Sleeping On A Portaledge

There I was, lying dormant on a thin sheet of nylon that suspended me high up on the side of a cliff. Instead of managing my gear and double-checking my systems, I was sleeping.

I’ll never forget the first time I slept on a portaledge. I was on my very first aid climb in Zion National Park, climbing Moonlight Buttress. I remember lying there in the dark, hovering over a massive void below. Abe was playing some music on his iPhone while I gazed at the stars and the dark cliff looming above us. That was the beginning of a new addiction.

To date, I’ve collectively spent seven nights on the side of a cliff. By no means am I a seasoned or passionate AID climber. I’d rather spend my time free climbing fun trad and sport routes. However, the opportunity to sleep on the side of a cliff is what gets me to dust off my etriers and ascenders at least once a year. I used to think that backpacking into a remote wilderness to sleep under the stars was amazing, but sleeping on a portaledge—even with the noisy buses of Zion National Park below me—easily takes the cake.

My vertical camping adventures have sprung up some interesting questions from family members, friends, associates, and strangers. In fact, I was once “interrogated” by an old couple from Boston on the shuttle bus in Zion…our conversation went a bit like this:

Q: Wow! What’s all that gear for?
A: Oh, we just spent a couple of days climbing one of the cliffs in the canyon.

Q: Couple of days!? Did you sleep at all?
A: Yea, we slept on the cliff.

Q: How?
A: On a portaledge. It’s kind of like a flat hammock that hangs off the side of the cliff.

Q: How do you get it up there? Do you have to climb with it on your back?
A: First we climb up, and then we use a rope to pull the portaledge, along with “the pig,” up to us.

Q: How do you keep yourself from rolling off in your sleep?
A: We stay tied into our ropes that are connected to the wall, even when we are in our sleeping bags. If we rolled off or in the event that our portaledge were to tip over, our ropes would eventually catch us.

Q: What about going to the bathroom?
A: See this PVC pipe? That’s our toilet.

Q: You have to poop in that small tube?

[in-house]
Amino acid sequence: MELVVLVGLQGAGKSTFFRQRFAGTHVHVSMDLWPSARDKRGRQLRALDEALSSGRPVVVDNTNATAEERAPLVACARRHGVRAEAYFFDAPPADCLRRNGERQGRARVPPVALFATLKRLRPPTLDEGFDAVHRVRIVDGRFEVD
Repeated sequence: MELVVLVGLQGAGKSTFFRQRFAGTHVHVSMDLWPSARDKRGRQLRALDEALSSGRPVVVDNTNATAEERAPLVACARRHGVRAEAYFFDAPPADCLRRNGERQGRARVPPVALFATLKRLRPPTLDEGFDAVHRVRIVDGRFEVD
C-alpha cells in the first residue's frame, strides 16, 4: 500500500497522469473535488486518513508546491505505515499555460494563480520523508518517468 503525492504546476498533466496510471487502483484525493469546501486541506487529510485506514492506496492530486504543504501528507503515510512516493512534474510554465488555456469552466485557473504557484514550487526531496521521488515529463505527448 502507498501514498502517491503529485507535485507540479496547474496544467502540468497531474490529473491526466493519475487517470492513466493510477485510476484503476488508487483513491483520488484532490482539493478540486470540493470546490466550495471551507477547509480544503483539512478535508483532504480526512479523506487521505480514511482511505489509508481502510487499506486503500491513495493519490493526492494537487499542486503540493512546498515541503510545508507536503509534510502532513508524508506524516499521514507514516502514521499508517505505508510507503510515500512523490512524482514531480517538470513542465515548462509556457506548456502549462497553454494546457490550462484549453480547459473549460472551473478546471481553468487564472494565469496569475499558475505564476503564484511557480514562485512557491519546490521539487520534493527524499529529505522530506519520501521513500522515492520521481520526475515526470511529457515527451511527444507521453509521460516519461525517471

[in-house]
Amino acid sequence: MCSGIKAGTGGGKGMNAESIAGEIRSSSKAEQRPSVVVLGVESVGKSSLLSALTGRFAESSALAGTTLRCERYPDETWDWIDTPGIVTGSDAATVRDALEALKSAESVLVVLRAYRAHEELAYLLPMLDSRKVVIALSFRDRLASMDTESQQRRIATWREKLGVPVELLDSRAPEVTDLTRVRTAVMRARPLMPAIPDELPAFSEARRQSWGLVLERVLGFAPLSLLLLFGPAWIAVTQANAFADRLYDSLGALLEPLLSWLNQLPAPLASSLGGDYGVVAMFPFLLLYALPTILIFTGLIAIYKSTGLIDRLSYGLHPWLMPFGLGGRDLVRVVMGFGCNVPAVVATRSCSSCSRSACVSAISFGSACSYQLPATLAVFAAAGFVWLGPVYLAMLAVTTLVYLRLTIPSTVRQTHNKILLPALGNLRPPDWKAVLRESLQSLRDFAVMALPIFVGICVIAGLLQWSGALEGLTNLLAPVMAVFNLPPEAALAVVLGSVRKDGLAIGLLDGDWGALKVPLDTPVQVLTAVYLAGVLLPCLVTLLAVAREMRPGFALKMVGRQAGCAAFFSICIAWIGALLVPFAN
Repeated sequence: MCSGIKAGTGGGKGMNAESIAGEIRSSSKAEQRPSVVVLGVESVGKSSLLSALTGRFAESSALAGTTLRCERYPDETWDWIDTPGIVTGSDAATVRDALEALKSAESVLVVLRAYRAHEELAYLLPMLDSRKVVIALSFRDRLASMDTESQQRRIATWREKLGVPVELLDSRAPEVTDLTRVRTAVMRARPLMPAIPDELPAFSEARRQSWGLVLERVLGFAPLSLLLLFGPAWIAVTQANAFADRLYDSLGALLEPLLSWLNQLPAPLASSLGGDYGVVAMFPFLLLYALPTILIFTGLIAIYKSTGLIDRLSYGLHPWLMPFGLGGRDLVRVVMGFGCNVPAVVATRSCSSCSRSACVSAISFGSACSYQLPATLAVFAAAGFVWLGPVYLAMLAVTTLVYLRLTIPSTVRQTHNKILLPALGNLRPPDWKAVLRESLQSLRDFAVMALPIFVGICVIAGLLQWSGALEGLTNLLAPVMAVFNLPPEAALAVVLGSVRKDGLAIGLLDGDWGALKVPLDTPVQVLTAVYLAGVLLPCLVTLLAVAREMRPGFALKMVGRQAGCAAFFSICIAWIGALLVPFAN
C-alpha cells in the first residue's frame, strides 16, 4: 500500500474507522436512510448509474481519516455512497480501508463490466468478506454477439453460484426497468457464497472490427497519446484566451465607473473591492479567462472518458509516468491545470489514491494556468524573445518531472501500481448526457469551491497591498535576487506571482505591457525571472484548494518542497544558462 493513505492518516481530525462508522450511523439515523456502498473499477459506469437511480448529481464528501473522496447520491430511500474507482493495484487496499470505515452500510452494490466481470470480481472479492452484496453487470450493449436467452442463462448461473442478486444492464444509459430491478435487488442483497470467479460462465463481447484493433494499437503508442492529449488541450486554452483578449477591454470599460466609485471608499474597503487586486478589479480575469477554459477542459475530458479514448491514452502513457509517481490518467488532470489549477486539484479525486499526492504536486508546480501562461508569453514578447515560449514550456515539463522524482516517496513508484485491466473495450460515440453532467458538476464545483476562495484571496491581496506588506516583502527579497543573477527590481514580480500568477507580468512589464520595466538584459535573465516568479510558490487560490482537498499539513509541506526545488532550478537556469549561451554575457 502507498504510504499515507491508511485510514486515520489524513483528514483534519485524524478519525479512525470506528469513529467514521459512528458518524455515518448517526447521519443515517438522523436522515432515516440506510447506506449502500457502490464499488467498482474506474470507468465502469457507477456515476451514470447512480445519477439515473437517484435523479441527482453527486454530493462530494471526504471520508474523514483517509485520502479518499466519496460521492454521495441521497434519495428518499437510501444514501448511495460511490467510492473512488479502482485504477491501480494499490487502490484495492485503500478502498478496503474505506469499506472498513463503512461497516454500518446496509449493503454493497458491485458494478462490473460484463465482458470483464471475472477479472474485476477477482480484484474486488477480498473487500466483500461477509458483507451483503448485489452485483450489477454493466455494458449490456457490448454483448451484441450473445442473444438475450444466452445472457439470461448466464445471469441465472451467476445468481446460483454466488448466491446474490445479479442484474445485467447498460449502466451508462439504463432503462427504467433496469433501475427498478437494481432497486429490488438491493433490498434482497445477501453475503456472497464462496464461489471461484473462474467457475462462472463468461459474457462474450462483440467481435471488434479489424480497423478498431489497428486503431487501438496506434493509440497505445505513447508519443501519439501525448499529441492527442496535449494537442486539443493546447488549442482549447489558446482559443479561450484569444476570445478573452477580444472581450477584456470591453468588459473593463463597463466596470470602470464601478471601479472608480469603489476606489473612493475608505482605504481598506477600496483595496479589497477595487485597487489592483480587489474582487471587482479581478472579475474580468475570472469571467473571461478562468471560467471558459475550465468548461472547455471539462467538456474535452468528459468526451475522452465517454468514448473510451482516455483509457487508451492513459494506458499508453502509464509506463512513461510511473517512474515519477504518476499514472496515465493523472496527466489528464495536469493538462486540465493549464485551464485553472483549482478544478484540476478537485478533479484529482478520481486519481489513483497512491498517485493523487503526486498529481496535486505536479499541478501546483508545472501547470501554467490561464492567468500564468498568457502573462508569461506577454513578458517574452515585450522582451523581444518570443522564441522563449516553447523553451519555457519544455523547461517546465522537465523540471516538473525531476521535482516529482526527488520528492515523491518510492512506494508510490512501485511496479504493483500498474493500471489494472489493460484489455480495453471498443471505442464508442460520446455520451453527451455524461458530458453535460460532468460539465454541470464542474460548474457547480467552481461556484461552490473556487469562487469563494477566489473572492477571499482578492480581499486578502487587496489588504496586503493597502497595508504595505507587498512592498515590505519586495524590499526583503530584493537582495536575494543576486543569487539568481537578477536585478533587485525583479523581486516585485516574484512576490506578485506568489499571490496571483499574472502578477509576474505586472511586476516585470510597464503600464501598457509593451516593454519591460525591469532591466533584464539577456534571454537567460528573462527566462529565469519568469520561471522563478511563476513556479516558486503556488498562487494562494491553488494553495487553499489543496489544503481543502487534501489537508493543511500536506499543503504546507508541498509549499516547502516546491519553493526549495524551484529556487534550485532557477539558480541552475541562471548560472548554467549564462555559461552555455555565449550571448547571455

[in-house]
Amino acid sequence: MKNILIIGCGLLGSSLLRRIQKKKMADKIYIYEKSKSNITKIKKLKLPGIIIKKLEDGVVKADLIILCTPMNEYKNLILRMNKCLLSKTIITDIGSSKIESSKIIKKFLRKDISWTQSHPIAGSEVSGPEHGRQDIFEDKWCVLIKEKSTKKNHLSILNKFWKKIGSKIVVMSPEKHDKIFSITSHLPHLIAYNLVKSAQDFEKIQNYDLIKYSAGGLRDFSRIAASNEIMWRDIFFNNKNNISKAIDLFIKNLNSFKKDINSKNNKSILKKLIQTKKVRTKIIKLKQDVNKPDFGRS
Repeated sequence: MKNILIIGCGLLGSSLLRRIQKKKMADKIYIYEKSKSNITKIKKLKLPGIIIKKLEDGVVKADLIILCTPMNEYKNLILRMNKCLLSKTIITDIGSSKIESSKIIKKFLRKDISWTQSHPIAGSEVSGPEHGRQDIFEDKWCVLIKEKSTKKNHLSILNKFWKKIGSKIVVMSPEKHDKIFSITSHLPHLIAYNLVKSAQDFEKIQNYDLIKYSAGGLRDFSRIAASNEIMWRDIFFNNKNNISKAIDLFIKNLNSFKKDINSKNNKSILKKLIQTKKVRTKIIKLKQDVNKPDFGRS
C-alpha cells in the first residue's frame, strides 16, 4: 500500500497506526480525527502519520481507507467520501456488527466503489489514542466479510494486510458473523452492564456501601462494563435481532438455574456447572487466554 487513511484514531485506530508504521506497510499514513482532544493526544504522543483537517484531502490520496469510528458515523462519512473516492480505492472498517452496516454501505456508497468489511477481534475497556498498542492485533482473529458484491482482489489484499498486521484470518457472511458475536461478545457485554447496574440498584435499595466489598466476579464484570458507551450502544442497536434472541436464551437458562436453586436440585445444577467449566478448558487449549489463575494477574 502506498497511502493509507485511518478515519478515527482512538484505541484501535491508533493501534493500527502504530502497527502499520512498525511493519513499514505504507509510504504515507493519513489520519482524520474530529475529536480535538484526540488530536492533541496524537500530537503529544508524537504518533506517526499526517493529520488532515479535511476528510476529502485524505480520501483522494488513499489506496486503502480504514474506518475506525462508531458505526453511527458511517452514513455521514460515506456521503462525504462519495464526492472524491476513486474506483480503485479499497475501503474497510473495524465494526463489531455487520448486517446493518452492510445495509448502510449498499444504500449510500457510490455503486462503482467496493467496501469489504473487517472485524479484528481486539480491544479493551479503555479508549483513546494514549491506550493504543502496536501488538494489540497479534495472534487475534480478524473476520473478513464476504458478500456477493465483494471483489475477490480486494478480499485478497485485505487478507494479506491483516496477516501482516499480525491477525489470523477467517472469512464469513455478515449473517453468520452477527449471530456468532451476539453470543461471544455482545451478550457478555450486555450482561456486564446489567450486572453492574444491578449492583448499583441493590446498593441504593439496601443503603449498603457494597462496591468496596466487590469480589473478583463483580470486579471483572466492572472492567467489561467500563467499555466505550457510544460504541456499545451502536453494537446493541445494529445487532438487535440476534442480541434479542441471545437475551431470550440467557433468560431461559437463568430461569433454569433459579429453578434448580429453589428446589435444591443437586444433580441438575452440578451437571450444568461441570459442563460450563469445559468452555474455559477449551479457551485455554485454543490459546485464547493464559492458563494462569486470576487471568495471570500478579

A: Almost. We do our business into a bag first, tie it off, and then stash it in the tube.

Q: How stable are those portaledges?
A: As long as you keep all the weight distributed…pretty stable. Sometimes one of the sides will suddenly drop if one of us shifts our weight the wrong way. That always shakes me up. I always hold onto my “lifeline” when my partner gets up in the middle of the night to stand on the edge to take pee. You never know if he’s going to “capsize the boat.”

Q: What type of certification or formal training do you need to be able to do that?
A: None. However, you do need to learn how to aid climb and how to rig all the associated systems to be able to do it safely, but there is no formal schooling that is required to camp on a cliff.

Q: Can I take your picture?
A: Why not!?

If sleeping on a portaledge is one of those items on your ever-growing bucket list, go for it…even if the last resort is to hang one at the top of some random single-pitch route at your local crag. You’ll never regret having done it. You might just get addicted to it.

With an addiction like that, you’re better off just learning how to aid climb. This will require you to accumulate your own “kit” of aid climbing gear. Here is what I use and highly recommend:

Etriers: The Singing Rock Jacob 5 Etrier is a 5-step etrier that has proven to be very durable and reinforced for long wear. The steps are designed to stay open and are comfortably rigid. Another great option that will be hitting the market soon is the Singing Rock 4 Step Etrier.

Daisy Chain: I really like the “chain-link” style daisy chains like the Grivel Daisy Chain “GDC”. Each loop is rated at 22kN and the chances of improperly using it are next to none. Another great option is the Singing Rock Safety Chain Daisy System.

Ascenders: I’ve been using the Kong Lift Ascenders to safely get me to the top my ropes. Another great option that will be hitting the market soon is the Grivel A&D Ascender, designed with a built-in descender.   

Haul Bag: I haul up my gear and supplies with the Grivel Haul Bag. It’s design makes hiking the approach and hauling the route a better experience. If you are hauling smaller loads, check out the Grivel Haul Pack.

Swivel: The Grivel Roll Swivel is a must have when hauling up the portaledge and “pig.” I also use two Grivel Delta screw-lock carabiners to connect it all to the rope.

Gear Sling: The Grivel Lynx 13+ Gear Sling is amazing. It combines a vest-style gear sling with a 13-liter rucksack. The best thing about it is that the rucksack is detachable. You can even detach just one of the sides to swing the rucksack around to the front to access its contents without ever taking it all the way off.

Gloves: I’m a fan of using finger-less gloves like the Singing Rock Grippy Leather Gloves on an aid-route. Without these, your knuckles will be shredded after the first day on the wall.

Do you have questions about portaledges that you’d like to have answered or do you have some cool portaledge stories you’d like to share? We’d love to hear them. Please leave your questions and stories in the comments and we’ll do our best to respond to each one.

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